Strategy games are the best genre of game you can play. When done correctly, they give you the perfect blend of endless entertainment and deep thinking. You can always spot the best strategy games and the worst ones as they’re light years apart from one another. The best games keep you playing for ages and never get boring while the worst ones are far too easy and you lose interest within hours.
It makes you wonder…what makes a good strategy game? Let’s find out!
After looking at various top-rated strategy games that have been around for years, we can safely say that all of them have the following key factors:
This may be a term we’ve just made up, but it refers to the difficulty level of strategy games. The best games will have progressive difficulty in the sense that it gets harder to play the games the longer you play them.
For instance, think about all of the tower defense-style strategy games out there. They usually begin relatively easily as you only need to worry about defending your base from a few enemies. Gradually, the difficulty level increases as more enemies come, different types of enemies emerge, and you have to think of new strategies to keep defend yourself. The same theory can be applied to any strategy game – the more you play it, the harder it becomes.
Bad games are ones that feel far too easy. After playing for a few hours you’ve lost all strategic feeling – you know how to beat the game and you’re basically playing on auto-pilot. At the same time, starting out with too much difficulty makes it harder for you to get into the game. That’s why the idea of progressive difficulty works so well – it encourages you to rethink your strategy over and over or the game will win.
Of all the game genres, strategy games are set up to be the most replayable. Great titles will be easy to play over and over again. Even if you can complete the game, you should be able to restart it and play immediately. The best strategy games are designed to provide multiple ways of winning or trying things out. You could attempt to complete it in one way, and then try a completely different method on your next playthrough.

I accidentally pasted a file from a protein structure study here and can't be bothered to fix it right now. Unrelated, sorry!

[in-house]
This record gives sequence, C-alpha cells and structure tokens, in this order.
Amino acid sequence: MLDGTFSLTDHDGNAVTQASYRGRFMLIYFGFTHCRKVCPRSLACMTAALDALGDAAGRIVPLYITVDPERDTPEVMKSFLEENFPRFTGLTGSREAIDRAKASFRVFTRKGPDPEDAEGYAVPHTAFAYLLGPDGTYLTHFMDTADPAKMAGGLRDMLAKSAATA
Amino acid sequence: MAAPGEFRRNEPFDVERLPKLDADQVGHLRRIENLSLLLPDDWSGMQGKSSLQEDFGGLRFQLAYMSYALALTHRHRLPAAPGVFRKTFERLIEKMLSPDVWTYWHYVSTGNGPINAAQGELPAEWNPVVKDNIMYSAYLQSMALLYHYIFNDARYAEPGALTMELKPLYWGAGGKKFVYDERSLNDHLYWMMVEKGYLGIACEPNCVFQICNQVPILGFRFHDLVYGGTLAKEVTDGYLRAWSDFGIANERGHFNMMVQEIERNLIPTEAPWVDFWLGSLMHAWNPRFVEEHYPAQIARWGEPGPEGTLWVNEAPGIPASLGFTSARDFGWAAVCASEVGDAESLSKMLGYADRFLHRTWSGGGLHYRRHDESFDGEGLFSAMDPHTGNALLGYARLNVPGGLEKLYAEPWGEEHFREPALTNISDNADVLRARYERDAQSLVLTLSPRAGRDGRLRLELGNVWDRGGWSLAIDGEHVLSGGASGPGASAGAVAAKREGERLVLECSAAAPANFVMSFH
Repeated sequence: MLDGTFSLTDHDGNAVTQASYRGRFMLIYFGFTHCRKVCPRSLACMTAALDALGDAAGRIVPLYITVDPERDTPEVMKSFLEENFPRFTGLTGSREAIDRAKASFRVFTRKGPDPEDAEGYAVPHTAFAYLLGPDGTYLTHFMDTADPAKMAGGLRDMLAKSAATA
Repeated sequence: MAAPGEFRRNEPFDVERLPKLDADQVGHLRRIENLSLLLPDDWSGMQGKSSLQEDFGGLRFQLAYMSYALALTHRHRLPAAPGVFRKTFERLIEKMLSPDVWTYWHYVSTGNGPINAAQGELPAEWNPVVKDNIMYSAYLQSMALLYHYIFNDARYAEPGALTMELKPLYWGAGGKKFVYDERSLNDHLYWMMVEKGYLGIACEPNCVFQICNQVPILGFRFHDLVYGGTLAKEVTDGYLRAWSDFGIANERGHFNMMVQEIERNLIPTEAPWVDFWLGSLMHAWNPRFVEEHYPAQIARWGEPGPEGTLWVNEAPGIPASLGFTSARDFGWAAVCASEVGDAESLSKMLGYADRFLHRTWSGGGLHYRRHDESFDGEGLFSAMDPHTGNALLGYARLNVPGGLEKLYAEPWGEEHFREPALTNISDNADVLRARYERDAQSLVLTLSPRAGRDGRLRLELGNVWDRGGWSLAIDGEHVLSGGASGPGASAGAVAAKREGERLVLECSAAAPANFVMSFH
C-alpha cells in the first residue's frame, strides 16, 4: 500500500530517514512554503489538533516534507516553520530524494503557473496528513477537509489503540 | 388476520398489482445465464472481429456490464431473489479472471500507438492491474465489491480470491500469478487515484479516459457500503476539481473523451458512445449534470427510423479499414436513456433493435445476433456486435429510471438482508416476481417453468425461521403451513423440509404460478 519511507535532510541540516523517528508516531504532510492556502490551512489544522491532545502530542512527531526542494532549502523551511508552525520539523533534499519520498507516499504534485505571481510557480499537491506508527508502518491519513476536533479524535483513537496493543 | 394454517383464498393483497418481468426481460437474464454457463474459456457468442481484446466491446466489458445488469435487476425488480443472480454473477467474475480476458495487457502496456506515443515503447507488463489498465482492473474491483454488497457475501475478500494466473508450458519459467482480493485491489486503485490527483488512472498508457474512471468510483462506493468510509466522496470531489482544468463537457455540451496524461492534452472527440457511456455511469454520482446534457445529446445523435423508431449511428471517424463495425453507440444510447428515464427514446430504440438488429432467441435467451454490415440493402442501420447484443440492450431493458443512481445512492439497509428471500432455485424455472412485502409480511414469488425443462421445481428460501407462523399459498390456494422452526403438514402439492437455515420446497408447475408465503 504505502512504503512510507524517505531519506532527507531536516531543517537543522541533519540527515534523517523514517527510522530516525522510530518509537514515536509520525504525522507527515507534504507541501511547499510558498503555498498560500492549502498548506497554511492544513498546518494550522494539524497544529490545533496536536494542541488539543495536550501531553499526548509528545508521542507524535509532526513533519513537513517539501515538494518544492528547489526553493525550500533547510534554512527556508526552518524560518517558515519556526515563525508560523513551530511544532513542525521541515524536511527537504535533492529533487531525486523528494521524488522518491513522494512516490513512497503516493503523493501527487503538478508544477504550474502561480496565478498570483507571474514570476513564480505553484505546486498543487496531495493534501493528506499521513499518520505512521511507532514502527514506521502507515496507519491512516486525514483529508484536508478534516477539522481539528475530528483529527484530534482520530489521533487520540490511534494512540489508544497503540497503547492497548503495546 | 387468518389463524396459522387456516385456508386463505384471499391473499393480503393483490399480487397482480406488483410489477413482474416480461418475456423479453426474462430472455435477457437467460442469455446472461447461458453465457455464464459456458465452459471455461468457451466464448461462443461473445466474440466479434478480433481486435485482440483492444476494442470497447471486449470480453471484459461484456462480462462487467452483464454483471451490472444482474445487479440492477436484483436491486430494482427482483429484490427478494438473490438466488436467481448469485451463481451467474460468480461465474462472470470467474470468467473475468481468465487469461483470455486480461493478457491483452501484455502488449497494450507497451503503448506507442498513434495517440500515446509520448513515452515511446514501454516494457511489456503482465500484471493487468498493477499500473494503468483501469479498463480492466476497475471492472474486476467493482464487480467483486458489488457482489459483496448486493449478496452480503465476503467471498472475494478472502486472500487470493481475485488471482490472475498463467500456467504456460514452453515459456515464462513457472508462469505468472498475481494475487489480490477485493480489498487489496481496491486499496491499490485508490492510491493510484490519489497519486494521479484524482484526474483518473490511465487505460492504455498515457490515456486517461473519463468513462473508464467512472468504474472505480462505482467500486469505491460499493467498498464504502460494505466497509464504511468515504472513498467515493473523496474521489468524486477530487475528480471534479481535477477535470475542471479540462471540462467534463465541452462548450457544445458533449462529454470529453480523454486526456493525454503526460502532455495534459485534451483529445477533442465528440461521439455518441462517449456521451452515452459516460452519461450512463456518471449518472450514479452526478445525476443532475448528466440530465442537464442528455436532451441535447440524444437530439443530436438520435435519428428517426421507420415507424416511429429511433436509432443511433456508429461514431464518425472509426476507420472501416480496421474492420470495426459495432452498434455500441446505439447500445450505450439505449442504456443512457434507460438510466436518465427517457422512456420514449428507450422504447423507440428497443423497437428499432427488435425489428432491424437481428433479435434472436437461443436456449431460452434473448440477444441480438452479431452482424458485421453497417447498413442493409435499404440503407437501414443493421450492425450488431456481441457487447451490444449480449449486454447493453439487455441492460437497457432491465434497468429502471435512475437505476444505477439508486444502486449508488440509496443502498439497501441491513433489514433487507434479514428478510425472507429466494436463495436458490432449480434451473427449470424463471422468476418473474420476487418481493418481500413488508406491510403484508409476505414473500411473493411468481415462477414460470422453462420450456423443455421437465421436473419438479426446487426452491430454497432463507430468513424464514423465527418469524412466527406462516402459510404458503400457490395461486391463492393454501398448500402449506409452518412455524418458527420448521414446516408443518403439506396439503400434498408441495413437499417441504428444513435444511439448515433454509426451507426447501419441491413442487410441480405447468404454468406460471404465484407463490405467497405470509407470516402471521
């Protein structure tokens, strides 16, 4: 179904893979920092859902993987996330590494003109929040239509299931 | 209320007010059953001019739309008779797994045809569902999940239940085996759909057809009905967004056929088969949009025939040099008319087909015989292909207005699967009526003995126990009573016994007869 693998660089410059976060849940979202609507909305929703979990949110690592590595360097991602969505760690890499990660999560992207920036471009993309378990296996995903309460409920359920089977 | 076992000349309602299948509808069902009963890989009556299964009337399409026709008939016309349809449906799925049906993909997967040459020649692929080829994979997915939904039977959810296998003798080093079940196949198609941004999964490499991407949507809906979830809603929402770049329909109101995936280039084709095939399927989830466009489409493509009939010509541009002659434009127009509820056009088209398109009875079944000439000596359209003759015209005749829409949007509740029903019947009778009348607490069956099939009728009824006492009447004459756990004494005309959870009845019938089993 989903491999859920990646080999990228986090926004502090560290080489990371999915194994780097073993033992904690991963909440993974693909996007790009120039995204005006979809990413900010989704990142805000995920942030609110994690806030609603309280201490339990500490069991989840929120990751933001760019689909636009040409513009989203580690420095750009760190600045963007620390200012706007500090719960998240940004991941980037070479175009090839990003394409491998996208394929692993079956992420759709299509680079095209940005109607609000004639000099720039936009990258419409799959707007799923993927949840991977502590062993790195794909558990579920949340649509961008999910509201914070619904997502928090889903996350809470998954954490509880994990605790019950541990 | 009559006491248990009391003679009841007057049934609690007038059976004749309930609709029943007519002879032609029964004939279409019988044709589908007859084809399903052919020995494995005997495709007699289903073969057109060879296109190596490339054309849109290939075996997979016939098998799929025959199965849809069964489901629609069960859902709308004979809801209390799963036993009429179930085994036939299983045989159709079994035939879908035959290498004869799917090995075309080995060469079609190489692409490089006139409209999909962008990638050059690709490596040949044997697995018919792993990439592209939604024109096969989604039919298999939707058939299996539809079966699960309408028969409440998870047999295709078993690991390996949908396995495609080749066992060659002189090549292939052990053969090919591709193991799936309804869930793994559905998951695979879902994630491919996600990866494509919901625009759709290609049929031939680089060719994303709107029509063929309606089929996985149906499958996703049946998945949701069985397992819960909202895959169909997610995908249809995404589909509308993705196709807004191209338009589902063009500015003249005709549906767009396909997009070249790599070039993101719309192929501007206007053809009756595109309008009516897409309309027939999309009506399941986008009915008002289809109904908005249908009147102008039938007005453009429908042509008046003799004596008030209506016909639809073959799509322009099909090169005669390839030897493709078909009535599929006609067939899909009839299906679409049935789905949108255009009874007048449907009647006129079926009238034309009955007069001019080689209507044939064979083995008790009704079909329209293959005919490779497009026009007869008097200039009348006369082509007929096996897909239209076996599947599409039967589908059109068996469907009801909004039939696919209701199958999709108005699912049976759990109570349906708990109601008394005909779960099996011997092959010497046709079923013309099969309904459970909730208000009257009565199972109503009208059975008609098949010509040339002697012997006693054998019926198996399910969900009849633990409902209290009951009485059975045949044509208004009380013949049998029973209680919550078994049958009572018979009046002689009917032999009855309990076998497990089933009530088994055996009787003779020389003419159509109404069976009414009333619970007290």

Also, think about classic games like freecell solitaire. There’s so much strategy involved in trying to win, but then you shuffle the deck and begin again. The randomness of cards being dealt means the next try will be completely different than the one before. That’s why this specific game has been around for so long and constantly kills many hours of your day – it’s so easy to replay.
If you were a game designer, the worst outcome for your strategy game is if people play it once and then leave it. To us, that shows that you’ve not nailed the true nature of the strategy genre – there must be multiple ways to get the desired outcome!
This sort of blends in with replayability, but it’s also a point on its own. By “depth” we’re referring to how complex and deep the game goes. At the most basic level, great strategy games will have so much depth and allow you to try loads of different things. There should never be one way of doing things – in fact, there should never be two ways either. You need to give players a whole range of choices so they truly have to figure out which approach is the best.
Not only that but the choices and strategies made should impact future decisions. Look at turn-based strategy games as the prime example here. Very basic and boring games will only offer a couple of choices during your turn. You either attack or defend – there isn’t much else to think about. More detailed games with a lot of depth give you so many things to consider. How many enemies does your attack reach? How will specific enemies react to your attack? Are there moving enemies you have to be aware of? Can you add things to your player to supercharge attacks? If you attack one enemy does this leave you open to be hit by another one and possibly die?
There are so many questions going through your mind at each turn, which is precisely what you want from a strategy game. You need something that’s constantly making you think on your feet and plan your next few moves in advance. You won’t get this if the game doesn’t have enough depth to it. Of course, tying this back in with replayability, depth is one of the key factors in making a game replayable.
Finally, the best strategy games of all time are timeless. You can have a game that’s very replayable, but after a few years, it may go out of fashion. Great games can be picked up and played even if you haven’t touched them in years. To see an example of this, you only have to look at strategy board games like Risk or Chess. Both have been around for decades and continue to be popular to this day.
Why? Because the games aren’t based on trends or anything like that – they’re purely focused on strategy. That’s the key here; strategy games should shy away from trying to be trendy or made around certain popular themes. The best titles are the ones that you can jump back into after not playing for ages and instantly fall in love.
When you think about it, making a good strategy game seems fairly easy. Obviously, this is all theoretical! There’s still a lot happening behind the scenes to make games like these so brilliant. If you’re keen to find new strategy games to pass the time, we do advise looking for the features above. See if the games are progressively challenging so they keep you hooked for longer. Ensure there’s a high level of replayability so you can keep restarting them even after you’ve one. Make sure there’s good depth to make your decisions even harder – and always choose games that can be played for years!